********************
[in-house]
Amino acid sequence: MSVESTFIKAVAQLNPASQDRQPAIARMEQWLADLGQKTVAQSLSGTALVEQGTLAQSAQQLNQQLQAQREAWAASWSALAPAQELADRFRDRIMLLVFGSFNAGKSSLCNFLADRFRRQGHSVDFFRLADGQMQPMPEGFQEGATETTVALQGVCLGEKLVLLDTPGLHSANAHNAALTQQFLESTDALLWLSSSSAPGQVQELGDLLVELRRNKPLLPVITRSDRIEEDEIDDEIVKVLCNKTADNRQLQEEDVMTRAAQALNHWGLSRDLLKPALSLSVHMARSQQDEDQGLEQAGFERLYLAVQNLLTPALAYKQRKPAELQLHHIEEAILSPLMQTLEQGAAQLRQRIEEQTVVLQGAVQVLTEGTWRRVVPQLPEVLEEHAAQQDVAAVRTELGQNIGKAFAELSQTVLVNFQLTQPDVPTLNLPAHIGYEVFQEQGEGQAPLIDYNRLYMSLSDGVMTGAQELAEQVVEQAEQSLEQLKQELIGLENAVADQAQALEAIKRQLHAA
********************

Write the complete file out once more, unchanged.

[in-house]
Amino acid sequence: MSVESTFIKAVAQLNPASQDRQPAIARMEQWLADLGQKTVAQSLSGTALVEQGTLAQSAQQLNQQLQAQREAWAASWSALAPAQELADRFRDRIMLLVFGSFNAGKSSLCNFLADRFRRQGHSVDFFRLADGQMQPMPEGFQEGATETTVALQGVCLGEKLVLLDTPGLHSANAHNAALTQQFLESTDALLWLSSSSAPGQVQELGDLLVELRRNKPLLPVITRSDRIEEDEIDDEIVKVLCNKTADNRQLQEEDVMTRAAQALNHWGLSRDLLKPALSLSVHMARSQQDEDQGLEQAGFERLYLAVQNLLTPALAYKQRKPAELQLHHIEEAILSPLMQTLEQGAAQLRQRIEEQTVVLQGAVQVLTEGTWRRVVPQLPEVLEEHAAQQDVAAVRTELGQNIGKAFAELSQTVLVNFQLTQPDVPTLNLPAHIGYEVFQEQGEGQAPLIDYNRLYMSLSDGVMTGAQELAEQVVEQAEQSLEQLKQELIGLENAVADQAQALEAIKRQLHAA